A guided tour of Pyongyang, the capital of North Korea. Old-fashioned hospitality in the communist D
Underground or up on the rooftops, through factories, drains, building sites or abandoned houses. Contemporary definitions of Urban Exploration (sometimes shortened to Urbex or UE) vary from the academic: “a cultural practice of exploring derelict, closed and normally inaccessible built environments.” 
…to the literary: “a celebration of decay and everyday poetry, with a touch of melancholia and a rush of lawlessness.” 
Urban explorers themselves range from the athletes who scale cranes and skyscrapers, through to those who simply enjoy a walk-through tour of a long-abandoned home.
Motivations behind the exploration vary dramatically as well; some are inspired by photographing decay, a process of “technological memorialisation” . Then there are parkour enthusiasts, graffiti artists and many more who participate purely for the thrill and physicality.
In the reports that feature on this site, I hope to express both the atmosphere and the significance of the places I explore; telling a story, but at the same time placing that narrative within a broader cultural and historical framework.
An Introduction to Urban Exploration
People sometimes ask me when I first got started with urban exploration; my usual response is, “when did you stop?”
We are all born into this world with a natural curiosity for our surroundings, and it is through our early interactions and experiments that we come to form our most basic understandings of the physical realm. Later in life there is a tendency for this curiosity to dissipate… we become comfortable, lazy, or worse still, afraid to ‘step out of line’.
To clarify an important point, I have never broken into a building in my life. If I can’t find a way in by climbing, crawling, squeezing between bars, or – as is so often the case – simply disregarding a ‘No Entry’ sign, then I move onto the next location.
The truth is, I find it impossible to walk past any door without wanting to know what lies on the other side.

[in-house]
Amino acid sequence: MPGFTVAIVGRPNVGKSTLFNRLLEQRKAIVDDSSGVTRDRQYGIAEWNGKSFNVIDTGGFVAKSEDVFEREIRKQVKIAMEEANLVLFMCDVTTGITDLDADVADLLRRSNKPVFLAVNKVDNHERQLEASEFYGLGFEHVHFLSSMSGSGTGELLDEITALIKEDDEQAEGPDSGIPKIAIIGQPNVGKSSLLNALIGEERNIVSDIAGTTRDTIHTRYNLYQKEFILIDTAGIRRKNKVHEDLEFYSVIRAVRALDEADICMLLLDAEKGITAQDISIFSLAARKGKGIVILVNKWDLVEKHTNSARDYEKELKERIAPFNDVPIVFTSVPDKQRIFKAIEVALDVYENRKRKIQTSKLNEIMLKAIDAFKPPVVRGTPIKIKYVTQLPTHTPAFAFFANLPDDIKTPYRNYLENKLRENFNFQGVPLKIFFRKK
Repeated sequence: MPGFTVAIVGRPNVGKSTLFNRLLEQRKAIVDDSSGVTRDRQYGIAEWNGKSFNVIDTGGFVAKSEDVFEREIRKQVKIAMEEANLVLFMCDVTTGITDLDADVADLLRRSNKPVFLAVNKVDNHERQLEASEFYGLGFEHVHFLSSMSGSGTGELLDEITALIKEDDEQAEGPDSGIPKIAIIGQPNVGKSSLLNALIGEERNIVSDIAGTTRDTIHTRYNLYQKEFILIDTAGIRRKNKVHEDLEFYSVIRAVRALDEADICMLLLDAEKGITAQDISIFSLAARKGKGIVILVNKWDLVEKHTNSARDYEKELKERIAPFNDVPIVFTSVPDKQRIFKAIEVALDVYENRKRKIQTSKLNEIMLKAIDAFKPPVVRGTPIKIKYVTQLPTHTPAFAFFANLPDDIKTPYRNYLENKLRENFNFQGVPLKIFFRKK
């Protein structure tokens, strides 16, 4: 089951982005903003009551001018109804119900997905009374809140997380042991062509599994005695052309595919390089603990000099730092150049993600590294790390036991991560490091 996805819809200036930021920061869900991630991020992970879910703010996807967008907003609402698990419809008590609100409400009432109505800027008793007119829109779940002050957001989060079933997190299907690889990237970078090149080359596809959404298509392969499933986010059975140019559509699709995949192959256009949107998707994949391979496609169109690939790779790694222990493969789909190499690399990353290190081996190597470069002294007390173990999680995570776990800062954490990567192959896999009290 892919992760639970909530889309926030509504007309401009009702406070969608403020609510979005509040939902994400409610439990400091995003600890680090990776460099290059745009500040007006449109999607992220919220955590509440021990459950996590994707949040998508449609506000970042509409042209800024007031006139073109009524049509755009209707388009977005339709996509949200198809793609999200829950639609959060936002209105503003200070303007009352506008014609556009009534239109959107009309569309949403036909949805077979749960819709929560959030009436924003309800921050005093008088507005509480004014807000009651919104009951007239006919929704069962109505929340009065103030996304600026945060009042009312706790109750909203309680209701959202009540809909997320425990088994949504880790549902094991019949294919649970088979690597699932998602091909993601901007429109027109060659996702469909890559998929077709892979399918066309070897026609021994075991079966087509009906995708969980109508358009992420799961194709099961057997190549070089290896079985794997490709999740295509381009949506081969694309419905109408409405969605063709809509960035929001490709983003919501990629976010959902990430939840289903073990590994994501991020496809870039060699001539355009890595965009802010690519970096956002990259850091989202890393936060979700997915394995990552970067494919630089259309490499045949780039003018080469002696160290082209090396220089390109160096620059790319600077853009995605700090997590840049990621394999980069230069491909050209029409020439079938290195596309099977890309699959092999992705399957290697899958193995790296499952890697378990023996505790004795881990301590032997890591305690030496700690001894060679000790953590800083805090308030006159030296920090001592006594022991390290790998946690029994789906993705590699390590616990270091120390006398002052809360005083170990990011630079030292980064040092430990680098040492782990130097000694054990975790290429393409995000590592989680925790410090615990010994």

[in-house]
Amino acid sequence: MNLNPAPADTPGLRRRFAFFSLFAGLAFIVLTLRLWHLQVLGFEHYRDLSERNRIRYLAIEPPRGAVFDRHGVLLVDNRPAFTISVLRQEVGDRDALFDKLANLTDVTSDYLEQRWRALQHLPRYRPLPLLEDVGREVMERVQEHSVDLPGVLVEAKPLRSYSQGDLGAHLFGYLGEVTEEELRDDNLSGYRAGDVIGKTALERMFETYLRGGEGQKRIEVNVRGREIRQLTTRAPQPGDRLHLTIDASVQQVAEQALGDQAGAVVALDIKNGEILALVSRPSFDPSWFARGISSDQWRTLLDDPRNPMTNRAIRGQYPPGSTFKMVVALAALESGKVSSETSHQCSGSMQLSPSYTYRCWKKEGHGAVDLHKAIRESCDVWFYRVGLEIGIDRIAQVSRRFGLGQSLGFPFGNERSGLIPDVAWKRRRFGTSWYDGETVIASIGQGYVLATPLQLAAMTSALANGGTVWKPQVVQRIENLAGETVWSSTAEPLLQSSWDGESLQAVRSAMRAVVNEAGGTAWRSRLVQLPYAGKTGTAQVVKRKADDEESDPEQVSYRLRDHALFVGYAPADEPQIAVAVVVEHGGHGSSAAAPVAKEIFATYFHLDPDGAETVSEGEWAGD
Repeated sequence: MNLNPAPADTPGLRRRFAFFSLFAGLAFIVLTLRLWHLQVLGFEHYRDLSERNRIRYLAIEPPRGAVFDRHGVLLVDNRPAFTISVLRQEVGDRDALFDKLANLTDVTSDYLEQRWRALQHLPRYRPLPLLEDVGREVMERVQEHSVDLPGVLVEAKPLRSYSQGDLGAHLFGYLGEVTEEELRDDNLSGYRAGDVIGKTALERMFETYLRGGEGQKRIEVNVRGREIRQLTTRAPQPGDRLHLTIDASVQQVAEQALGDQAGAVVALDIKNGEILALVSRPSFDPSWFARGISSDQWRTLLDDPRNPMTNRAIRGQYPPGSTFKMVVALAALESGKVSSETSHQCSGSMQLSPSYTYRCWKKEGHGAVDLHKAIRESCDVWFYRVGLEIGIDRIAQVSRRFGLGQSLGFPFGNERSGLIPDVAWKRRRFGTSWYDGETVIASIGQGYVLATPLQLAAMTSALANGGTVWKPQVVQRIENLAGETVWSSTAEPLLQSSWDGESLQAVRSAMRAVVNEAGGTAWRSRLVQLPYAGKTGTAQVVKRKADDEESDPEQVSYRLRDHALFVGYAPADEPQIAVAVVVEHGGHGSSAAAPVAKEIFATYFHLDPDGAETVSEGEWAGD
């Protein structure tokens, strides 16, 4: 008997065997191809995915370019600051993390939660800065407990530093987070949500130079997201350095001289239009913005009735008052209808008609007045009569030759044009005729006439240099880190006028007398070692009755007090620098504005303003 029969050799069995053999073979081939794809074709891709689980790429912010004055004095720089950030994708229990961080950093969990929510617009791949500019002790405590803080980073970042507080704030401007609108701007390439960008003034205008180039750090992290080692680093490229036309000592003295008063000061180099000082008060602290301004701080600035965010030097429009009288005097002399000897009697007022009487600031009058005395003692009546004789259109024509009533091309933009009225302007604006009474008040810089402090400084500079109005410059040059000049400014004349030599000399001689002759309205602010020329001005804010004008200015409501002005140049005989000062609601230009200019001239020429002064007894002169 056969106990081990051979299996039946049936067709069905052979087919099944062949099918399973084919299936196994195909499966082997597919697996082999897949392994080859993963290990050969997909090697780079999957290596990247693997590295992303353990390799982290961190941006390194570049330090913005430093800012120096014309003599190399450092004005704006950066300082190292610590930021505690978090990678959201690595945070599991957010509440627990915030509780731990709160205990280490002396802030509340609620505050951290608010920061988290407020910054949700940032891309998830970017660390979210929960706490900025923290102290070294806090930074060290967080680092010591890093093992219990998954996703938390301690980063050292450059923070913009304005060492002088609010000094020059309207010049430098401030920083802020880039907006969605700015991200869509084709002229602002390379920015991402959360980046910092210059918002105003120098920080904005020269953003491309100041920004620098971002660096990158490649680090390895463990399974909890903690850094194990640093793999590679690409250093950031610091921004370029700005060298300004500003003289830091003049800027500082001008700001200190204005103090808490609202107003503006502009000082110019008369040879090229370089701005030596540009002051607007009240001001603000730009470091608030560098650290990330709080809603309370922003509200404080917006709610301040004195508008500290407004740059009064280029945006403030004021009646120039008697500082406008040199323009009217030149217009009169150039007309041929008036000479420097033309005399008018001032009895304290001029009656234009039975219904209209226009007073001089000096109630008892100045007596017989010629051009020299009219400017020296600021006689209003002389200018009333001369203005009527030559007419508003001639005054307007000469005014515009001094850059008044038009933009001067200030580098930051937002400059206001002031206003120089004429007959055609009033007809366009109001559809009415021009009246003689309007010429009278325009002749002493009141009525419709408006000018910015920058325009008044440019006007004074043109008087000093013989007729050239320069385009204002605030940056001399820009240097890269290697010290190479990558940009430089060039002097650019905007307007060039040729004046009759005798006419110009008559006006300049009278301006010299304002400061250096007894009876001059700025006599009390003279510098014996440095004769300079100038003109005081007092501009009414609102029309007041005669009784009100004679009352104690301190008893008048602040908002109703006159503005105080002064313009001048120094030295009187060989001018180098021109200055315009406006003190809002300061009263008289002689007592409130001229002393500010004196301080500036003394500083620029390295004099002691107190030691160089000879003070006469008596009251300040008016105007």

When I see an impressive work of architecture, I find myself wondering what it looks like from inside, or from above. Tunnels and drains leave me questioning how far beneath the ground they lead, who built them, and why.
One of the side effects in building our sprawling, multi-layered cities, is that lurking in the gaps between the loci of civilisation there exist countless unexplored spaces – either lost, forgotten, or created entirely by accident. The latter are sometimes the most interesting: an often beautiful, chance ordering of the urban undergrowth.
“Urban exploration” is actually a relatively new term to me.
Until a few years ago, I didn’t have a word for it – it was just something I did. Some of my earliest memories include crawling about through dusty ventilation passages as a child; another time I was on a woodland outing with the local Scouts, when I discovered the concrete entrance to a storm drain and decided to crawl inside for a look around.
Years later I was amazed to discover that not only did other people all around the world share my curiosity… but that they would also want to read about my trips to these locations!
Of course, this pastime is not without its dangers. Collapsing floors, poor air conditions, broken glass and guard dogs are just a few of the physical threats, and then of course there are the legal ramifications of what many would deem as trespassing.
I feel as though I should make some kind of disclaimer at this point; to tell you, “don’t try this at home,” or some other such warning. I’m not going to do that though. I believe that curiosity is healthy, while the absence of curiosity is an evolutionary dead-end often conditioned into us by an overprotective state. There’s nothing more character-building than taking the occasional trip outside of your comfort zone.
The only proviso I would offer to those getting started in urban exploration would be to use your common sense. Don’t take unnecessary risks, and remember that you’re not invincible. Don’t do this to prove a point, do it for yourself. Leave your camera at home sometimes – if you’re only doing it for the selfie, then you’re missing the point.
And finally, show a little respect for the places you visit. Learn about them. Look after them. In some cases you might just be the last person ever to enjoy these spaces.
 Garrett, Bradley L. (2010) “Urban Explorers: Quests for Myth, Mystery and Meaning”, Geography Compass, Vol. 4, No. 10, pp. 1448–1461.
 Mackinney-Valentin, M. (2012) “Urbex”, Scenario Magazine.
 Lindsay, S. (2010) “Urban Exploration and the Gothesization of Reality”, Gothic Imagination, University of Stirling.